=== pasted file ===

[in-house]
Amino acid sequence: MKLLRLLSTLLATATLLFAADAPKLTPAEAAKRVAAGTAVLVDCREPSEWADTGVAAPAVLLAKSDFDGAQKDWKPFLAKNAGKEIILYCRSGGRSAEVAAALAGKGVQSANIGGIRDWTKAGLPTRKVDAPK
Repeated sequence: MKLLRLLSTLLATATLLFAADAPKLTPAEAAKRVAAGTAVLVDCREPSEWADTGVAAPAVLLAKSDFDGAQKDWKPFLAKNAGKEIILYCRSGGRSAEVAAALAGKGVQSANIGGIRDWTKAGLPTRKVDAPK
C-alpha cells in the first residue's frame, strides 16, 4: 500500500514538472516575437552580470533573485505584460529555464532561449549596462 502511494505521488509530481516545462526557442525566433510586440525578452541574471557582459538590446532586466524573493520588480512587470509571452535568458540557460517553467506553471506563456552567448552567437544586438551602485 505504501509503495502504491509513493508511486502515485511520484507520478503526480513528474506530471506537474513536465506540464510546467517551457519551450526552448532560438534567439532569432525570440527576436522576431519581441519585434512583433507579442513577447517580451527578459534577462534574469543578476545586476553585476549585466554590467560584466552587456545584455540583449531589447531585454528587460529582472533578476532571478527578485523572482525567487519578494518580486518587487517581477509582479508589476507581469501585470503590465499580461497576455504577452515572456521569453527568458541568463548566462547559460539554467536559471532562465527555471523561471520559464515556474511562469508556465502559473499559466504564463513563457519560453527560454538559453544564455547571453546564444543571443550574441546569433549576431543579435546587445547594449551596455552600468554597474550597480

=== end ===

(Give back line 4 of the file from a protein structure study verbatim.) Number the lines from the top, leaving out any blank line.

C-alpha cells in the first residue's frame, strides 16, 4: 500500500514538472516575437552580470533573485505584460529555464532561449549596462 502511494505521488509530481516545462526557442525566433510586440525578452541574471557582459538590446532586466524573493520588480512587470509571452535568458540557460517553467506553471506563456552567448552567437544586438551602485 505504501509503495502504491509513493508511486502515485511520484507520478503526480513528474506530471506537474513536465506540464510546467517551457519551450526552448532560438534567439532569432525570440527576436522576431519581441519585434512583433507579442513577447517580451527578459534577462534574469543578476545586476553585476549585466554590467560584466552587456545584455540583449531589447531585454528587460529582472533578476532571478527578485523572482525567487519578494518580486518587487517581477509582479508589476507581469501585470503590465499580461497576455504577452515572456521569453527568458541568463548566462547559460539554467536559471532562465527555471523561471520559464515556474511562469508556465502559473499559466504564463513563457519560453527560454538559453544564455547571453546564444543571443550574441546569433549576431543579435546587445547594449551596455552600468554597474550597480